The top Democrat on the US Senate panel investigating Russian election meddling warned that President Donald Trump should not pardon associates who could be implicated in a separate criminal probe into the matter.
"The possibility that the president is considering pardons at this early stage in these ongoing investigations is extremely disturbing," said Warner.
"Pardoning any individuals who may have been involved would be crossing a fundamental line.”
Mark Warner's statement followed a report by the Washington Post that Trump recently discussed his presidential pardon power with advisers, including asking about pardoning aides, relatives and himself.
Citing unnamed sources familiar with White House deliberations, the newspaper said that Trump's lawyers have likewise discussed pardon issues and researched ways to discredit the Justice Department investigation led by special counsel Robert Mueller.
The New York Times similarly reported that Trump's lawyers were discussing how to inhibit the criminal probe.
John Dowd, a lawyer for Trump, said the Post's story was not true.
“The president’s lawyers are cooperating with special counsel Robert Mueller on behalf of the president,” he said.
White House press secretary Sarah Sanders referred reporters to Dowd's statements when asked where the president stands on the issue of pardons.
"The president maintains pardon powers, like any president would. But there are no announcements or planned announcements on that front whatsoever," Sanders said.
The president's son, Donald Trump Jr, and Jared Kushner, the president's son-in-law, are both believed to be part of the investigation based on their contacts with Russia during the campaign.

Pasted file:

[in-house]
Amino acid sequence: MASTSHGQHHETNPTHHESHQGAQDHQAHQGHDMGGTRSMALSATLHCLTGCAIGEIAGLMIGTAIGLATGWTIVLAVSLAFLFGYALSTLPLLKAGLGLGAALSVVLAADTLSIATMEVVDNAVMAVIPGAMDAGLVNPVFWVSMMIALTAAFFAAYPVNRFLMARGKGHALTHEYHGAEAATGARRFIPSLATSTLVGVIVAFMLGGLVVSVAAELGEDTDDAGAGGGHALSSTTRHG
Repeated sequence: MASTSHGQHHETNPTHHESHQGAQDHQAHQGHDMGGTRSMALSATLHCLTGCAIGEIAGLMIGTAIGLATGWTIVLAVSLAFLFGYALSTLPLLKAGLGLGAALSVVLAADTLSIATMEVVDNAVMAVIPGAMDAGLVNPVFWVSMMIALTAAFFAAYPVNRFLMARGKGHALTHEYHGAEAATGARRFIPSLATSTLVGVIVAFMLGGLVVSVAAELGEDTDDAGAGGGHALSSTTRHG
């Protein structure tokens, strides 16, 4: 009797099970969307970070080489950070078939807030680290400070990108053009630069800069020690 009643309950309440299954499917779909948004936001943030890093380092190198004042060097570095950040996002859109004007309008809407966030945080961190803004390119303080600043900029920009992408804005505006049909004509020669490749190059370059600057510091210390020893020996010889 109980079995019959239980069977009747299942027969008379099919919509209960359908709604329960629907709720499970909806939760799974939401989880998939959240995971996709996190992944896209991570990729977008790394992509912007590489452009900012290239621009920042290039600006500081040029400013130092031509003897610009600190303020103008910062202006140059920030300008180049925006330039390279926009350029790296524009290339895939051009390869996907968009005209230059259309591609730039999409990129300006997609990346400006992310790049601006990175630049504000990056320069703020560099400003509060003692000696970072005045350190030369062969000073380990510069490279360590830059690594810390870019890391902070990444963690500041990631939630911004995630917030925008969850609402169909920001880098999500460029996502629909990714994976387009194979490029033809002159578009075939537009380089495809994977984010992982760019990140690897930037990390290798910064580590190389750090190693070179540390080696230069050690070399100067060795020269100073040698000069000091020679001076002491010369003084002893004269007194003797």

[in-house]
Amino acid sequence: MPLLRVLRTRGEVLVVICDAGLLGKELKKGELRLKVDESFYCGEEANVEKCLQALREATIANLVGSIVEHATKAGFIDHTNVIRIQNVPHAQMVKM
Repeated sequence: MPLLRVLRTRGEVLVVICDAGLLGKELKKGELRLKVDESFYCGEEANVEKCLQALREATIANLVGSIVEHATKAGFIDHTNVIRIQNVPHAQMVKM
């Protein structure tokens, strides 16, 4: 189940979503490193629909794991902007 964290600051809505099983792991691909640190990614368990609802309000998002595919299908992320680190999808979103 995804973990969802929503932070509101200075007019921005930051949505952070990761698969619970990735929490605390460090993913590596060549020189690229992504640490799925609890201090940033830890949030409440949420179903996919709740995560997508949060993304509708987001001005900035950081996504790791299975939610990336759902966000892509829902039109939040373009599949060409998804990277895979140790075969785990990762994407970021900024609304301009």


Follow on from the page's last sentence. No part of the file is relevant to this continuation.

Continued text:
Former campaign manager Paul Manafort and top campaign advisor Michael Flynn, who briefly served as White House national security adviser, are under investigation for similar contacts.
Trump Jr, Kushner and Manafort all participated in a June 2016 meeting with a Russian lawyer who had promised through an intermediary to pass along damaging information from the Russian government about Democratic presidential candidate Hillary Clinton.
The lawyer failed to deliver information and instead lobbied them on US-Russian relations, Trump Jr said last week.
Mueller's office recently formally asked the White House to preserve all documents relating to the June 2016 meeting, US broadcaster CNN reported Friday, citing a source who had seen the letter and read parts of it to a CNN reporter.
The request covers any documents or communications including notes, emails, text messages and voicemails, related to what was discussed in the meeting or decisions made as a result of the meeting.
The letter said that the special counsel's office "is investigating the Russian government's efforts to interfere in the 2016 presidential election, including any links or coordination between the Russian government and individuals associated with the campaign of Donald Trump."
Any information about the June 2016 meeting "is relevant to the investigation," the letter said.
White House lawyers this week notified staff of the preservation request, CNN reported, citing a second source.